Article-level metrics and what they tell us about the impact of PLOS publications

Authors

  • Damian Pattinson Public Library of Science

DOI:

https://doi.org/10.7557/5.3045

Keywords:

Article-Level Metrics programme, ALM

Abstract

PLOS launched its Article-Level Metrics (ALMs) programme in 2009 as an alternative to the crude journal-level metrics that scientists have relied upon for so long to identify important research. ALMs allow readers to see how many views, downloads, citations and shares an individual paper has received, and thus to determine its impact on a field. Over the past year, the ALMs programme has been expanded to include social media information, such as Facebook likes and Tweets, and novel web tools such as Mendeley and Citeulike. Researchers are now using this information to examine the links between early activity indicators and long-term citation data, and to identify what tools best predict truly impactful research. In this session I will present the latest additions to PLOS's ALMs suite, and show some data on what these metrics tell us about the impact of papers published in PLOS journals.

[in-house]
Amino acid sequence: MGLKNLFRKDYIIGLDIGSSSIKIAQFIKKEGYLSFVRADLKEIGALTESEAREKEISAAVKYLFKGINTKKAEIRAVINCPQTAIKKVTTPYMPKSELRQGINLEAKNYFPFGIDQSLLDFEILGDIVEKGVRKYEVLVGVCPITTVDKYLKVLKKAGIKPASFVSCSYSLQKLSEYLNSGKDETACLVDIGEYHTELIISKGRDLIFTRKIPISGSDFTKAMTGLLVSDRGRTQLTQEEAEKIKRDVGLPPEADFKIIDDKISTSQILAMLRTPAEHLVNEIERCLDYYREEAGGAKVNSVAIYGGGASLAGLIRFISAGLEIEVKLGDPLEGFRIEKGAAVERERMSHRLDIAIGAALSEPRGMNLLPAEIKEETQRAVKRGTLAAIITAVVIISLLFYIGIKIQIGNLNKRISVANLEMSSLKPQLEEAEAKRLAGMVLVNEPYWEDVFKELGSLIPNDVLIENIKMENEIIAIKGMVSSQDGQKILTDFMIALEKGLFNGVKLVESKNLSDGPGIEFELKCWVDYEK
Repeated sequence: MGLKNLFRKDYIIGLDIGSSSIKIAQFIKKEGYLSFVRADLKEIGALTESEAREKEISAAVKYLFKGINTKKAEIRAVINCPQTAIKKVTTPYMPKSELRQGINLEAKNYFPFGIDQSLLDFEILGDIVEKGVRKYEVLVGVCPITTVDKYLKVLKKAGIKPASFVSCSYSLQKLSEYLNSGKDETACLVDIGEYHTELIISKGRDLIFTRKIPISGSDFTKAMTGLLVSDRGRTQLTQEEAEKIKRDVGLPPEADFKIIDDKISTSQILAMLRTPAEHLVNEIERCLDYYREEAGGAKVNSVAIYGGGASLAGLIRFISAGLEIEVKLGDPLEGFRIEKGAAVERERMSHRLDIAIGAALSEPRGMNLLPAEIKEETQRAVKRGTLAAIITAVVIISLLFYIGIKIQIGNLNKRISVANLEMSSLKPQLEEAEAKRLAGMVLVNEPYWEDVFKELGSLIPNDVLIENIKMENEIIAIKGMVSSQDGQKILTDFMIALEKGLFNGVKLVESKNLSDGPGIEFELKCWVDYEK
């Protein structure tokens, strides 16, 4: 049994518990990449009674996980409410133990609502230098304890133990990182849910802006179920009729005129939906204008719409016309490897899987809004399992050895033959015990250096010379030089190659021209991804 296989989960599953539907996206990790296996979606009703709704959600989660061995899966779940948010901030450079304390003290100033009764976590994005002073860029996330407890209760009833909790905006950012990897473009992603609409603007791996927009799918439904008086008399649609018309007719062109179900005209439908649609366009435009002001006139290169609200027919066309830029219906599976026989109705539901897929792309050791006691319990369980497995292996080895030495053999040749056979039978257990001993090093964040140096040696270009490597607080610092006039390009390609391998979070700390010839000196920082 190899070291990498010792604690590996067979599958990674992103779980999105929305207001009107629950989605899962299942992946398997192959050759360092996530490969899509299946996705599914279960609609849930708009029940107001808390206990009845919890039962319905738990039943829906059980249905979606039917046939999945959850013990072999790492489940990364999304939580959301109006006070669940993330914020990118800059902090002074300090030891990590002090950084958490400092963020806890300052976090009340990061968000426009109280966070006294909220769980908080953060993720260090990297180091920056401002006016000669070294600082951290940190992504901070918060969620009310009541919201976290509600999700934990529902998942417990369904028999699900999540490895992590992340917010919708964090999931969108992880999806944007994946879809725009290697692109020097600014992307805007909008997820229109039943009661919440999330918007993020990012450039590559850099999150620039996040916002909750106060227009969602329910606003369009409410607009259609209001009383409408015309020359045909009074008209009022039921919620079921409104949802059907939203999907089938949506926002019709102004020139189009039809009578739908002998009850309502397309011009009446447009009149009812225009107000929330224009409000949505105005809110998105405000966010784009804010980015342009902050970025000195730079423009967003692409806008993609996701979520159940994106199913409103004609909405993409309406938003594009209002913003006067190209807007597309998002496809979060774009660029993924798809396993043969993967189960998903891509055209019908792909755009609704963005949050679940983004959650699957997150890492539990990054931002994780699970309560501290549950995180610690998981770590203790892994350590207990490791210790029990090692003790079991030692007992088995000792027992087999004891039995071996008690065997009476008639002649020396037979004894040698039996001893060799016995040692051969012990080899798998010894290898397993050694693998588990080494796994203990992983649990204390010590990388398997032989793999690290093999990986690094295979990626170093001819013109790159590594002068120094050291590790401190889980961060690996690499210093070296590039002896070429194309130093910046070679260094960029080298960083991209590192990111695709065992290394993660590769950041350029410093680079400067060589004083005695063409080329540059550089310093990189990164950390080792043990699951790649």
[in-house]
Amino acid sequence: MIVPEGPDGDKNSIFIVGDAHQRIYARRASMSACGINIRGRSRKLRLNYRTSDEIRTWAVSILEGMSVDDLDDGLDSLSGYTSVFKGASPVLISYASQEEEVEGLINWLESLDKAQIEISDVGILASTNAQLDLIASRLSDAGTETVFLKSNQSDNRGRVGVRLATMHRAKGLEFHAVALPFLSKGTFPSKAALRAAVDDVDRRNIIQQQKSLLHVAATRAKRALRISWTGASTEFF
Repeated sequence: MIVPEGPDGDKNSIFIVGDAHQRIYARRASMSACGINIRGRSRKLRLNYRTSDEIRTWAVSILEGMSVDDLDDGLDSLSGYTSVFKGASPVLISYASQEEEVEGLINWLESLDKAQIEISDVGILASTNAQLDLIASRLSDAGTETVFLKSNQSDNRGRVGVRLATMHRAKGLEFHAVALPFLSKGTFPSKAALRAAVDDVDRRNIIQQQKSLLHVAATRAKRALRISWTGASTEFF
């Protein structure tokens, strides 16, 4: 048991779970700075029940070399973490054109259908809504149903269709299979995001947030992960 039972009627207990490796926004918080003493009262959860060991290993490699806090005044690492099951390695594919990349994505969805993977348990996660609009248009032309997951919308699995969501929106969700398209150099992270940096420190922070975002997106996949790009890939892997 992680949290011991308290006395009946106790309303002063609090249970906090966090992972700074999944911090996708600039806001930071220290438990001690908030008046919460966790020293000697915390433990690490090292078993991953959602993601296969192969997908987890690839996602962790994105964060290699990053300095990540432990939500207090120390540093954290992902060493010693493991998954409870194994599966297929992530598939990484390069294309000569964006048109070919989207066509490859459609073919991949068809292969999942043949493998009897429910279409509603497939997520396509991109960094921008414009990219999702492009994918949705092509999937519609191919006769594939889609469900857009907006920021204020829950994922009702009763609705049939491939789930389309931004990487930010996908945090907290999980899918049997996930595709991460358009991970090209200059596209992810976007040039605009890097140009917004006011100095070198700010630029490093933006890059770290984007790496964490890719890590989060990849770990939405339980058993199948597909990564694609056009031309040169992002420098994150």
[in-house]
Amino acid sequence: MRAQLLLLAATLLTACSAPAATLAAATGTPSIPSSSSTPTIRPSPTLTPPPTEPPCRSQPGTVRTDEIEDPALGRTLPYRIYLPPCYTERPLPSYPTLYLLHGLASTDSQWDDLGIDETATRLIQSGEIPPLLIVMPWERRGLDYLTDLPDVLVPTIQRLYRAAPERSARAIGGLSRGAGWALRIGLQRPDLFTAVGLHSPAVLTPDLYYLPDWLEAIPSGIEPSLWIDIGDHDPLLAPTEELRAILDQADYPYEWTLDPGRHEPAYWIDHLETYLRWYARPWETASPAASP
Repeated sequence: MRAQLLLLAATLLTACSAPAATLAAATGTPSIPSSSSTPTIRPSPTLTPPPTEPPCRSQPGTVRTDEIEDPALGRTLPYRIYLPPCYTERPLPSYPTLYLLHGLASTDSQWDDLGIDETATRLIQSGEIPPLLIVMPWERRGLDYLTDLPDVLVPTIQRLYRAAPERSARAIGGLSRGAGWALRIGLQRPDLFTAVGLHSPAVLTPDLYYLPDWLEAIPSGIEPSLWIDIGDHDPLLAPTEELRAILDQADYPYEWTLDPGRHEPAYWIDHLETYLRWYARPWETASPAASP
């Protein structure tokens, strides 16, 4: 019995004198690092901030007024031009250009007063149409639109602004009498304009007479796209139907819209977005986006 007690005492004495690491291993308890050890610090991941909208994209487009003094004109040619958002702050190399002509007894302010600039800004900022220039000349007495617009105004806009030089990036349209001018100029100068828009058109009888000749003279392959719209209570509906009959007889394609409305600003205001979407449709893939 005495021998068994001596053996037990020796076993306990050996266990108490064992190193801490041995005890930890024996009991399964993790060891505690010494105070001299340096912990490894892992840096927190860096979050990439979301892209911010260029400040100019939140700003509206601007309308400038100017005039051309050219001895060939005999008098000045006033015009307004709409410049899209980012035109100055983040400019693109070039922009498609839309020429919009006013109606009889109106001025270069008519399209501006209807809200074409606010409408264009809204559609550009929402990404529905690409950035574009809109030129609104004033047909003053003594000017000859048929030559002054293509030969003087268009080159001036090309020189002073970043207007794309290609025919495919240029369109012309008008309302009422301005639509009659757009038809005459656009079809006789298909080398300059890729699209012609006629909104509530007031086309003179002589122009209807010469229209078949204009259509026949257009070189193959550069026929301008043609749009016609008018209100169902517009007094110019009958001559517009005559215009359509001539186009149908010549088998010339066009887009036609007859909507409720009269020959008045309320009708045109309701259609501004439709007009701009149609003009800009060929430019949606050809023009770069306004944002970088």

Author Biography

Damian Pattinson, Public Library of Science

Executive Editor, PLoS ONE

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Published

2014-07-11